These 10 unfortunate scapegoats have been served disciplinary notices by the Independent Police Complaints Commission (IPCC) while inquiries into their actions continue. An IPCC spokesperson said, “Such notices are not judgmental in any way, but are required under police misconduct regulations, and served on officers to advise that their conduct is under investigation.” The officers are still on duty, but this must be of little comfort to them. In fact, they will be under even more pressure in a job which already pushes them to their limits.

The inquest that was held in September last year ruled that police officers and council officials failed to share information, contributing to the deaths of Miss Pilkington and her daughter. The police were accused of failing to protect Miss Pilkington and her family, leading temporary Chief Constable Chris Eyre to offer “unreserved apologies” to the family.

It may be fair, and perfectly reasonable, to accuse the police of not protecting Miss Pilkington. The number of calls she made and the resulting number of visits from officers would certainly vindicate this. However, this is the typical convenient narrow-minded approach by politicians out to disguise their incompetence. As usual, they fail to discuss the bigger picture, where the stretched resources of the police force them to prioritise and to sit behind desks completing unending paperwork instead of patrolling the streets, as they want to.

According to official annual crime figures last year, an anti-social incident takes place in the UK every second. That’s 3600 every hour. How could the police possibly keep up with those kinds of figures when they have other crimes to deal with, and they spend most of their time filling in paperwork? Add to that the fact that the thugs committing these acts are more often than not back on the streets within hours with little more than the prospect of an ASBO ahead of them.

So, imagine this – you’re a police officer; you’re sitting behind a desk filling in yet more paperwork. The handcuffs which should be binding criminals as they are brought to justice hang unused and useless on your belt. Thanks to the crippling bureaucracy being heaped upon you by a government increasingly deserving of the handcuffs itself, you only have time to investigate one crime today. However, you have two calls – one is from a woman claiming she is being harassed by thugs, the other is about a 14 year old kid who has been stabbed to death over a row about a mobile phone. You have to prioritise – which one are you going to look at first?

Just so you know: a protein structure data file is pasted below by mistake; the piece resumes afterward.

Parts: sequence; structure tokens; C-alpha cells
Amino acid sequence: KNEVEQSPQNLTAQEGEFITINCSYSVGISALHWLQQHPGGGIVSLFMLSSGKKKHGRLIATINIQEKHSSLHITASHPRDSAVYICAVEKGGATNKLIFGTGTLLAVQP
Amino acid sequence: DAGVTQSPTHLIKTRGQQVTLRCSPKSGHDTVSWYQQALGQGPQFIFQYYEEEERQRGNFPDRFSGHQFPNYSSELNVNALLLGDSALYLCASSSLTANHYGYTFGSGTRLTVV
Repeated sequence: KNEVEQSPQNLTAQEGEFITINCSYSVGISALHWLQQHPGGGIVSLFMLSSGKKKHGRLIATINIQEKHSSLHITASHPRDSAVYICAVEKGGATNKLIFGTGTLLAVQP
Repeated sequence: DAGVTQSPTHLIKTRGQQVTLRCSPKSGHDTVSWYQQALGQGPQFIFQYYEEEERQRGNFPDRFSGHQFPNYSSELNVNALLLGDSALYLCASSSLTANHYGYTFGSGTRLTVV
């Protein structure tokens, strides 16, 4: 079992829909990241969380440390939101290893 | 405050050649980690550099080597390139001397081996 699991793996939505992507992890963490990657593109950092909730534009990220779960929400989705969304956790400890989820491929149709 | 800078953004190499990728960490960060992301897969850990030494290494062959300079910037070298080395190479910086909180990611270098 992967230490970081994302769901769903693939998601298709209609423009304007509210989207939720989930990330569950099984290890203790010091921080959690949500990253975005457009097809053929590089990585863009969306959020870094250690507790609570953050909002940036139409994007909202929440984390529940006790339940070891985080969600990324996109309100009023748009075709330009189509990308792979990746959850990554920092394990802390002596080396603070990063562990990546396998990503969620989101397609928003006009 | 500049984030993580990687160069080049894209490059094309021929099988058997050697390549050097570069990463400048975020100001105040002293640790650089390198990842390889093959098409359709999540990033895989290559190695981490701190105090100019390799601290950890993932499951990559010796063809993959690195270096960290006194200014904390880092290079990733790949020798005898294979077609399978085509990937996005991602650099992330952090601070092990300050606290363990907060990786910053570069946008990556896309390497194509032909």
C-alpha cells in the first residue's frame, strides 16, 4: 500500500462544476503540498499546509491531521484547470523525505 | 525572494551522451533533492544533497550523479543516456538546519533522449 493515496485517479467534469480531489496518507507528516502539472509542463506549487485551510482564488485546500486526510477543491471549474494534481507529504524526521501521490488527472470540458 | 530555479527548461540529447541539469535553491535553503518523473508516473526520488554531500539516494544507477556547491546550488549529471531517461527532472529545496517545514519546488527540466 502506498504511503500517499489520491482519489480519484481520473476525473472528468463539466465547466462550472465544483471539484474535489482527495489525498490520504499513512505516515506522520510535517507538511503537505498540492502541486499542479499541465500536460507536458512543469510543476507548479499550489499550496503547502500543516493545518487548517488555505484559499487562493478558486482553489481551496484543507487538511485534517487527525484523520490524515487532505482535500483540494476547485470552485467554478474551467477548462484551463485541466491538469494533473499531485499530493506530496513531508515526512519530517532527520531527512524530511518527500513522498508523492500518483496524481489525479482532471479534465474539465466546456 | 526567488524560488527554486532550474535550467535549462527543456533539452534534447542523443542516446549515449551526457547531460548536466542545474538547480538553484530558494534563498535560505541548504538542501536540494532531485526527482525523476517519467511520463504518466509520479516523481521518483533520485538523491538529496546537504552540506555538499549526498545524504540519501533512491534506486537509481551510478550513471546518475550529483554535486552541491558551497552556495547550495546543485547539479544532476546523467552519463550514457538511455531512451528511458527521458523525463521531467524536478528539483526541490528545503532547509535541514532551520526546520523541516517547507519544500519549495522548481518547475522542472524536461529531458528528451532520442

Okay, so you go to the case of the murder first, with every intention of getting to the harassment claim as soon as you possibly can. In the meantime, more reports of serious crimes are coming in; at the weekend you often have to drop everything to rush to the scene of one of the many alcohol-and-drug-fuelled brawls and mini riots that now plague our town centres. So, the poor woman’s problem keeps getting pushed down the priorities list, despite more calls coming in from her, and you can’t hand it on to a colleague because they’re in the same boat. And so it goes on, with you and your colleagues – far from taking control of crime as promised by the government – struggling just to keep up with it. There is a war raging between the police and the criminals, and with crime rising and police resources decreasing, it doesn’t take a genius to figure out who’s going to win this one.

Of course, don’t bother trying to convince the politicians of this. They don’t care, because it doesn’t affect them. Their children are not being killed, their families are not being harassed, and no one is climbing all over their cars. They introduce more and more agencies, bureaucracy and paper trails, all done to avoid any blame falling upon themselves, and to make it easier to put the blame on others.